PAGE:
The human body is an incredible force. When we get caught up in the number on the scale and size of clothes however, we forget just how lucky we are to have a fully functioning vehicle to engage in life with. So stop hating your body for the way it looks and start acknowledging and appreciating your body for all that it allows you to do.
Make a list of each activity and feat your body helps you to partake in and accomplish. If you want to be even more specific, list out each body part and describe all the things you wouldn’t be able to do without it. Your body is strong, powerful, and beautiful, regardless of it’s size. Choose to treat it with love, compassion, and gratitude instead of hate and judgement.
7. Challenge your negative thoughts.
You may not be able to change the way you feel about your body today, tomorrow, or a month from now, but you can begin the process by challenging the thoughts in the moment. Write out a dialogue between your negative voice and a healthy voice. If you have a hard time coming up with positive counters to the negative thoughts, pretend that you are speaking positively about a friend or loved one.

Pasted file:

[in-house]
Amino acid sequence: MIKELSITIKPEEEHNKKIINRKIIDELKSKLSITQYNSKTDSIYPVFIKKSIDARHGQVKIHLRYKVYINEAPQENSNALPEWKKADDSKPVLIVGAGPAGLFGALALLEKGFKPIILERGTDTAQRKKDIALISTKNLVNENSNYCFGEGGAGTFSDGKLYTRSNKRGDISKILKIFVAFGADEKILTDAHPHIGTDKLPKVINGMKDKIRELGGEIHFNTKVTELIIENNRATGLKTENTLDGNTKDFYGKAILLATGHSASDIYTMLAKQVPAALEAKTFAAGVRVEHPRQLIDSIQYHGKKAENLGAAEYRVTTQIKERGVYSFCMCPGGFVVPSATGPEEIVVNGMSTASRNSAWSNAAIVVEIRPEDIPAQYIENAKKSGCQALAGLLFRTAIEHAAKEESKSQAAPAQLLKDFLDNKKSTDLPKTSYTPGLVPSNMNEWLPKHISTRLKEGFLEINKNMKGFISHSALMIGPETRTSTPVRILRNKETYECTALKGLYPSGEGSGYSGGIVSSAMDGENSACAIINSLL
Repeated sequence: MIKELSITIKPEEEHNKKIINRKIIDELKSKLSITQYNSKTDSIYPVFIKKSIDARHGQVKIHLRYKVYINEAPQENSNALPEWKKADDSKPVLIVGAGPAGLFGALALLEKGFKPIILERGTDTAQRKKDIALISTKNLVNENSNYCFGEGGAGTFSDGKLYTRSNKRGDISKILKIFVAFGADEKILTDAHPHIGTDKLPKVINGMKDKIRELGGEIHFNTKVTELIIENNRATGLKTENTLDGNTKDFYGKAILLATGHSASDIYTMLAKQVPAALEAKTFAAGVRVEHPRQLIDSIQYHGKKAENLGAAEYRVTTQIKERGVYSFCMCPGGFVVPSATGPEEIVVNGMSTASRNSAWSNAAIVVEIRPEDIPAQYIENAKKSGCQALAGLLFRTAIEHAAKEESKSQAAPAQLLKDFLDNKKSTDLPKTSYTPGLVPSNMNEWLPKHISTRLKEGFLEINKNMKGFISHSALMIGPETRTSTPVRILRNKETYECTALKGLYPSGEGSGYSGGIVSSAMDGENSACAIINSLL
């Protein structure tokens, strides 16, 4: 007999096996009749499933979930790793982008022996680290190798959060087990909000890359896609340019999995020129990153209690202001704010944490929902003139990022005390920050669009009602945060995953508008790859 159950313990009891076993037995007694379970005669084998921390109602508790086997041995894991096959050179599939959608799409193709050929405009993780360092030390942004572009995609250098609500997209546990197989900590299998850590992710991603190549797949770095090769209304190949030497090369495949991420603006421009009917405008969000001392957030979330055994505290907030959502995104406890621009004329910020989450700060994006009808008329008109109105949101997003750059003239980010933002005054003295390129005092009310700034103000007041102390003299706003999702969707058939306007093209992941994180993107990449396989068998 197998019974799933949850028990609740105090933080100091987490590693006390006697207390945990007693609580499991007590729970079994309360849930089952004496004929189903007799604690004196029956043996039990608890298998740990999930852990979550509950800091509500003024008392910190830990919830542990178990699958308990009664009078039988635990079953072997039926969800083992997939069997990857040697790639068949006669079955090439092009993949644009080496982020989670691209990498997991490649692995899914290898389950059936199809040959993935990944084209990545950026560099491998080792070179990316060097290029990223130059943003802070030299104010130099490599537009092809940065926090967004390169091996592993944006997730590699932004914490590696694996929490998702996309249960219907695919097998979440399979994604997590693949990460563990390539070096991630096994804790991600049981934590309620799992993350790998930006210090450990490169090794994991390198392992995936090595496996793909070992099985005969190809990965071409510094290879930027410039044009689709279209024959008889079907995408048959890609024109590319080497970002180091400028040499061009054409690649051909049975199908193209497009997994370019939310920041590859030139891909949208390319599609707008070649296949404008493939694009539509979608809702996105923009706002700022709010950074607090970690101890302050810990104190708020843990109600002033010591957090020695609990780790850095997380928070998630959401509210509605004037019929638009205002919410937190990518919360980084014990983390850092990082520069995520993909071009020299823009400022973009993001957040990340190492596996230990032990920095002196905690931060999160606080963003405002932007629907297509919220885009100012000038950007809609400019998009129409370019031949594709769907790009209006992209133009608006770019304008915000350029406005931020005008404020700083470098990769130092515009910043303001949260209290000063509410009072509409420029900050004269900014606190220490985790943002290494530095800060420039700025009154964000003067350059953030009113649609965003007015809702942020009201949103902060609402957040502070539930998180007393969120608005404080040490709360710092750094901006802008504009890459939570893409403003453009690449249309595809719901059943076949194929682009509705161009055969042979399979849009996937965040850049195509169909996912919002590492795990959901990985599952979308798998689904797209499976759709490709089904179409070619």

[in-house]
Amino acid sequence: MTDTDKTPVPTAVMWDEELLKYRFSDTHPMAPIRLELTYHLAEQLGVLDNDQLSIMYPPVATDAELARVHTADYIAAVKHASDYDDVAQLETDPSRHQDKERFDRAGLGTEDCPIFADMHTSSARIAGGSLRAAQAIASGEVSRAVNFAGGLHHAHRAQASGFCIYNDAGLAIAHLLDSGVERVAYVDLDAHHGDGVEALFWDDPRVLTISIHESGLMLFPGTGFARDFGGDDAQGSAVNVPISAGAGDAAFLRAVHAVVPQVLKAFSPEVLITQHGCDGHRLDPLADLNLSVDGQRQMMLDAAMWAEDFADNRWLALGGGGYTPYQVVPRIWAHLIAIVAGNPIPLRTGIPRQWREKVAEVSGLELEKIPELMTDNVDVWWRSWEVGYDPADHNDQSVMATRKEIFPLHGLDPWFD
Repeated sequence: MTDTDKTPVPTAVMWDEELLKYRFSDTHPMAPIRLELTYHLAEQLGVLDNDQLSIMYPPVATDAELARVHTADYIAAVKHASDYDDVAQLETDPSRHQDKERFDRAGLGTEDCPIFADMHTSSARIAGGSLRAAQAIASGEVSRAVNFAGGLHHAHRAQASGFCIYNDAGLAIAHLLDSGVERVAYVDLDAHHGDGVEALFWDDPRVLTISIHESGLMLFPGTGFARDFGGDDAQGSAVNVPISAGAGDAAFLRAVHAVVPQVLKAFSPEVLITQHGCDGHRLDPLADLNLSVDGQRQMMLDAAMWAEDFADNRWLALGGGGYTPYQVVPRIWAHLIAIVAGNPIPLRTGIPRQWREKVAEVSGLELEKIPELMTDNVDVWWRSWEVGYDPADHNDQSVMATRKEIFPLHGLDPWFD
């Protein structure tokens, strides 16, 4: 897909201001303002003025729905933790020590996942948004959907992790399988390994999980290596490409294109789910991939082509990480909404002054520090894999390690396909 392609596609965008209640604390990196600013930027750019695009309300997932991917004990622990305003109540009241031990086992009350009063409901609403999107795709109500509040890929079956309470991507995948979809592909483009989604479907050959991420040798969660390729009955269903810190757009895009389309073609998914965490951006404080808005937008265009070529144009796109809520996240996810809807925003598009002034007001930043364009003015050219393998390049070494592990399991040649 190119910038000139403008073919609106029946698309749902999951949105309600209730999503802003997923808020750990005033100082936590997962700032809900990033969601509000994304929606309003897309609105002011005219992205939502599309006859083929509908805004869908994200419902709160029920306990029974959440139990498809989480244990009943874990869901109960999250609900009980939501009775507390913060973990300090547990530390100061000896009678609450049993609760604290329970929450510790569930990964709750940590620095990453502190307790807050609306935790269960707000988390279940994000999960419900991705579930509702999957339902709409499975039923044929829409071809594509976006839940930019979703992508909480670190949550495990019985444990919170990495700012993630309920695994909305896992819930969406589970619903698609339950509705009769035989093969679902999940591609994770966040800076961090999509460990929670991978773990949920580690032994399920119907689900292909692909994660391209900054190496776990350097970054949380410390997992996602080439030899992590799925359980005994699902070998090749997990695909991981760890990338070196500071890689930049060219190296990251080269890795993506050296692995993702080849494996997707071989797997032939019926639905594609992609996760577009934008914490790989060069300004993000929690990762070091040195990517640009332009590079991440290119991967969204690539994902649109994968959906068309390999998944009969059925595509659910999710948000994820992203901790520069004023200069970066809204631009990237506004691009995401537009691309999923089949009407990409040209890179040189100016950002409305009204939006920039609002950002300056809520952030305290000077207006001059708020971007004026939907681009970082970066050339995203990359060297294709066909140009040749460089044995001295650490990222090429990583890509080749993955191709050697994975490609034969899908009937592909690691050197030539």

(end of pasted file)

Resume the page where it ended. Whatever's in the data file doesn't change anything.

Even if you don’t believe the things you say to counter the voice, it’s still important to speak out against it, because each time you argue with the thoughts, you are taking away some of their power and reclaiming your own. The more you challenge the thoughts, the less you will believe them. The more you argue back, the easier fighting the voice will become.
8. Allow yourself to feel your feelings.
There is a lot of built up energy and emotion underlying the way we feel about our bodies. Holding in how we feel or engaging in behaviors to numb out may make us feel better in the moment, but in the long run, it doesn’t remedy the pain we feel. It doesn’t make us feel better and it keeps us stuck.
Releasing the energy and painful emotions underlying our body shame requires us to feel our feelings. Whether that means throwing a tantrum on the floor, venting to a friend on the phone, punching a pillow, screaming in your car, or crying in bed, you need to allow yourself to feel your feelings. Let go of the judgement you have about what you feel and recognize that you are feeling these things for a reason. Give yourself permission to release your emotions and let everything out.
9. Do self care.
When you’re struggling with body image, distract yourself with healthy coping mechanisms. Take a bubble bath, get a message, ask for a back scratch, cuddle with a pet, make plans with a supportive friend, watch your favorite movie, get a manicure, listening to calming music, do deep breathing—whatever it is, make sure it’s something self-soothing and helps you get out of your head.
10. Be kind with yourself.
You may not be able to control the way you feel about your body, but you can control what you do in response to how you feel.